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Chylomicrons, VLDL and remnants

Lipoprotein lipase defect (not complete absence) or apolipoprotein CII deficiency

This is known as the Fredrickson classification after the American clinician and biochemist, Donald Fredrickson. N, normal; +, mildly raised; ++, moderately raised; + + +, severely raised.

This is known as the Fredrickson classification after the American clinician and biochemist, Donald Fredrickson. N, normal; +, mildly raised; ++, moderately raised; + + +, severely raised. Primary hyperlipoproteinaemias

The most dramatic primary hyperlipidaemias are those known as familial hypercholesterolemia (FH) and Type I hyperlipoproteinaemia (Table 9.2), also known as chylomicronaemia syndrome.

The first of these, FH, is manifest by a consistently raised blood cholesterol concentration, typically 8-10 mmol/l in people heterozygous for the disease (about 1 in 500 people in the UK), but more like 15-20 mmol/l in people who are homozygous (i.e. who have two copies of the gene which causes it). The incidence of coronary heart disease in such people is very high unless they are adequately treated to lower the cholesterol concentration. This is another reason for believing that there is a direct cause-and-effect link between elevated blood cholesterol concentration and atherosclerosis. The defect in FH is in the amino acid sequence of the LDL receptor. Many genetic defects have been described: some lead to LDL receptors that cannot bind LDL particles normally, others prevent expression of the receptor on the cell surface. The net result is that LDL particles remain in the circulation. Recently, it has been realised that defects in the sequence of apolipoprotein B may produce a very similar syndrome. Because lipoprotein cholesterol is not being taken up into cells, the pathway of cholesterol synthesis is not repressed, and this adds to the problem.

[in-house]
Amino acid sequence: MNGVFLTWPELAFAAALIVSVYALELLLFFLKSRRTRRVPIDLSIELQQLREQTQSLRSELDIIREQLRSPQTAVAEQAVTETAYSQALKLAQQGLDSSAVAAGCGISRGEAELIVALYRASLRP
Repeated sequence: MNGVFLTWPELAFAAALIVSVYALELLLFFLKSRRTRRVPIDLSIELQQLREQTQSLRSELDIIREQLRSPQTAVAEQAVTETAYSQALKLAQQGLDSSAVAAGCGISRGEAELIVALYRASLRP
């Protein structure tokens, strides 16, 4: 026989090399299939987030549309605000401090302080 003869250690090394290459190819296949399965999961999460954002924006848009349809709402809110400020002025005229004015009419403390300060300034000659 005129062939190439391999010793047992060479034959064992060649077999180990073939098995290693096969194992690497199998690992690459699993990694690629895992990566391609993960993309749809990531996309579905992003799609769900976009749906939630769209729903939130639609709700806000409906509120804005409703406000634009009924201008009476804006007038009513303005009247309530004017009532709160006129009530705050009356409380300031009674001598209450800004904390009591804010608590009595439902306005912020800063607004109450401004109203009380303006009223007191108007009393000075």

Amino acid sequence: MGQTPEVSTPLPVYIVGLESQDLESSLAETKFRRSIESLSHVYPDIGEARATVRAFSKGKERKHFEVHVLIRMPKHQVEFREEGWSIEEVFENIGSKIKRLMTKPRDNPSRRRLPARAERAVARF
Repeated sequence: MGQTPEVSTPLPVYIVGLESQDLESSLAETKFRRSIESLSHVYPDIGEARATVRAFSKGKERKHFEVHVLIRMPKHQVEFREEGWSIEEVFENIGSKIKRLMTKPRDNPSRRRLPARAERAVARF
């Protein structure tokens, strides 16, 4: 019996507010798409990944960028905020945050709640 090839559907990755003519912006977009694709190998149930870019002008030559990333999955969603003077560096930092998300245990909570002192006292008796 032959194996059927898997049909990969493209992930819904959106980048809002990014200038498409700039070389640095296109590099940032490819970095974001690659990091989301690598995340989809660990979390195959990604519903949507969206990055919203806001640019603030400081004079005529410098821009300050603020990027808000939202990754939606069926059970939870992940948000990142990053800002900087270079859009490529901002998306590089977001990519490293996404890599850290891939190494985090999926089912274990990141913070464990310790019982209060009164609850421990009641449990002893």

Treatment of FH may involve a low-cholesterol diet, and substances (resins) which bind cholesterol and bile salts in the intestine, preventing their reabsorption (see Box 9.4). However, the preferred form of treatment now is the use of drugs (the statins) which inhibit the pathway of cholesterol synthesis at the enzyme HMG-CoA reductase. The effect of this is not just to reduce cholesterol synthesis. Because cellular cholesterol content is reduced, the synthesis of LDL receptors is up-regulated by the SCAP-SREBP2 system (see Fig. 2.6 and Box 9.3). Increased expression of LDL receptors, especially in the liver, means that LDL particles are removed from the blood and so the blood cholesterol concentration falls.

Type I hyperlipoproteinaemia is a very rare condition, also inherited, in which chylomicrons accumulate in the plasma, giving it a creamy appearance. The major abnormality, unlike FH, is therefore accumulation of triacylglycerol rather than cholesterol. The plasma triacylglycerol concentration may reach 50 or even 100 mmol/l. Interestingly, people with this condition seem not to be at increased risk of coronary heart disease. (This is disputed by some, but the risk is certainly not as high as in FH.) They are at risk of inflammation of the pancreas (pancreatitis). This can be very serious: if the pancreatic juices, with their potent digestive enzymes, leak into the abdominal cavity, the results can be life-threatening. So the disease must be treated, but this can be done very effectively by means of a low-fat diet. Without dietary fat, chylomicrons do not accumulate. The defect in Type I hyperlipoproteinaemia is usually in the enzyme lipoprotein lipase: sufferers are deficient in this enzyme. The condition is only noticed in people who are homozygous for the defect: heterozygotes have sufficient lipoprotein lipase activity to remove chylomicrons relatively normally. In a few cases, the lipoprotein lipase is normal, but the sufferers lack apolipoprotein CII, the essential co-factor for lipoprotein lipase activity.